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Creating Your Ad

These days many of our customers choose to design their own artwork. However, in case you don't have a marketing team at your disposal, we can guide you through the process. We have an in-house graphic designer who can help craft your ad if you're struggling for ideas. Best of all, the design work is free of charge.

If you're interested in proceeding on your own, we've included some sample billboard designs, as well as some tricks of the trade to help keep you on the path to success. Call or email for a design spec sheet.


LESS IS MORE:  One simple fact...uncluttered billboards typically achieve greater success. Ideally, your billboard design should consist of just 3 main components:


          1.) A compelling image/logo

          2.) A unique, emotionally charged headline

          3.) Your name/contact info

Bear in mind that customers are driving by, often at high speeds. They usually have 5-10 seconds to notice, become engaged by, and process your message. Don’t make it more difficult by cluttering your design with too many distractions.

Try to keep your copy length to 7-10 words or less. The fewer words there are, the greater the chance customers understand, retain, and recall your message.



GET TO THE POINT:  Laser focus on a single key objective. You’ve only got seconds to convey your message, which means there's no time to list multiple features, a lengthy mission statement, or all-inclusive contact information. List a phone number and/or website, and they'll get the rest of the info when they call/visit you online. Focus your design on a single objective. Make one point with IMPACT!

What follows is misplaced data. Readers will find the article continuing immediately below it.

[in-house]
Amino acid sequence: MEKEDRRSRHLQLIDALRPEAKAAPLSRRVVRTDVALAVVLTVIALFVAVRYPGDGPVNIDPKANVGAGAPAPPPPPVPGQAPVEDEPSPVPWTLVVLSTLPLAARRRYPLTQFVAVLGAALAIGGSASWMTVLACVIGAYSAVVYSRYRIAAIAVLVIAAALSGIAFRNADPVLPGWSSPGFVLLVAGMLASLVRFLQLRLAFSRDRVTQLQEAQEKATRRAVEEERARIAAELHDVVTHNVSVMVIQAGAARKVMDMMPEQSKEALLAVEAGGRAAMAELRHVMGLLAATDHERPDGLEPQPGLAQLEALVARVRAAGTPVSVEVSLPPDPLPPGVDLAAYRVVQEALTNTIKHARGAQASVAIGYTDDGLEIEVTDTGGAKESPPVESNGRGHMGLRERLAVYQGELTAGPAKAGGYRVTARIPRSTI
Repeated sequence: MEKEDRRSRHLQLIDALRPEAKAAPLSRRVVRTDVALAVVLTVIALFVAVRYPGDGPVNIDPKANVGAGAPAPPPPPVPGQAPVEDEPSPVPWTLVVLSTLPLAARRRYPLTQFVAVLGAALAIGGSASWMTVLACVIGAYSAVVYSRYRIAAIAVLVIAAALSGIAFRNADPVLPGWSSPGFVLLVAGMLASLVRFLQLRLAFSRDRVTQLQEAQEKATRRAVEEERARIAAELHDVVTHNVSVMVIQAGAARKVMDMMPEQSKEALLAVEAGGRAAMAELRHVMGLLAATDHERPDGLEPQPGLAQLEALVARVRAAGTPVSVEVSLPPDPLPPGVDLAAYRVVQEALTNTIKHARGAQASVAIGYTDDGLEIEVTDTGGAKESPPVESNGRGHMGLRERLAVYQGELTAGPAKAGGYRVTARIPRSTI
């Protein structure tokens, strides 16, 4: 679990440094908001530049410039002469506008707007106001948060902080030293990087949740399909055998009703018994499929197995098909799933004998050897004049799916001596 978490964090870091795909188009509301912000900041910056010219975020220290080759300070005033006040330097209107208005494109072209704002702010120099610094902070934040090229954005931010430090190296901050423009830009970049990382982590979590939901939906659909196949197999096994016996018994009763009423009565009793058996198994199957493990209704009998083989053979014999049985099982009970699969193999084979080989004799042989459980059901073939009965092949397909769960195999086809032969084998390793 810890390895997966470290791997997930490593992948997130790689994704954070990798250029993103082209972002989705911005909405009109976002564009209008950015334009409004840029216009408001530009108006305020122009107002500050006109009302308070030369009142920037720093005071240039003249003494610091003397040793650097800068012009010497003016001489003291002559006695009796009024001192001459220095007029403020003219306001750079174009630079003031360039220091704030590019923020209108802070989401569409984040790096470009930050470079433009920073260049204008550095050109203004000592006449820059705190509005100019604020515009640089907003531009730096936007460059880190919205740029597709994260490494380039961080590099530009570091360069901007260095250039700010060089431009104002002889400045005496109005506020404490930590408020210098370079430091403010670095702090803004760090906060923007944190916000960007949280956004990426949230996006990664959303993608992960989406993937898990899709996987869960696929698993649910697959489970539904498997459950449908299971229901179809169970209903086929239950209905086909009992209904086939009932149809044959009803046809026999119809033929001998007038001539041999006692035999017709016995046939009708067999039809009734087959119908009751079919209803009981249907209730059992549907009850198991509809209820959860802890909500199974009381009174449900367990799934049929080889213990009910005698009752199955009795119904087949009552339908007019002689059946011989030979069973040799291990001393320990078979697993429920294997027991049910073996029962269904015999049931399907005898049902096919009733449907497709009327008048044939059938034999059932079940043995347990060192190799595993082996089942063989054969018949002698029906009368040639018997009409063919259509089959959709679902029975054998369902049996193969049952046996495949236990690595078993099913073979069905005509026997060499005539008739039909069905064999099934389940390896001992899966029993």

COLORS:  Choosing the right colors can make or break an advertising campaign. Not only do the proper colors make a billboard more noticeable, but they also make it easier to read (which improves recall). Choose bold colors with high contrast in both hue and value. Contrasting colors are viewed well from great distances, while softer colors with low contrast will blend together and obscure your message.


With an average viewing time of about 7 seconds, passersby don't have enough time to try and decipher the text and receive the full impact of the ad. Black text over a yellow or white background is the easiest to read. Here is a handy chart.


FONTS:  Once again, keep in mind that drivers only have a short time to read your copy, so don't cram your design with multiple styles of font. It's generally a good idea to avoid ALL CAPS (which tend to blur together) and to use clean, bold typefaces that are adequately spaced apart. Thin, ornate and cluttered fonts can be harder to read, reducing the effectiveness of the ad. Don't be afraid to use LARGE font sizes. Humungous type not only helps readability but adds life to your message.



THINK OUTSIDE THE BOX: Absolutely nobody remembers dull. Don't think of your billboard as simply a way to communicate information. Picture it as a way to grab people's attention, make them think, or give them a laugh. Using humor and intrigue usually leads to more vivid recall of your message. In some cases you can take your vision beyond the regular boundaries of the billboard. Extensions, or wood cut-outs mounted to the top or side of the structure, allow you to truly individualize your ad, setting it further apart from the competition. However, keep in mind that some municipalities restrict or limit their usage.



TEST YOUR DESIGN:  Show your billboard design to someone for 5-7 seconds. Are they able to read the entire message? Do they easily understand the concept? Simulating a drive-by-viewing will quickly point out simple mistakes that could kill your response rate.

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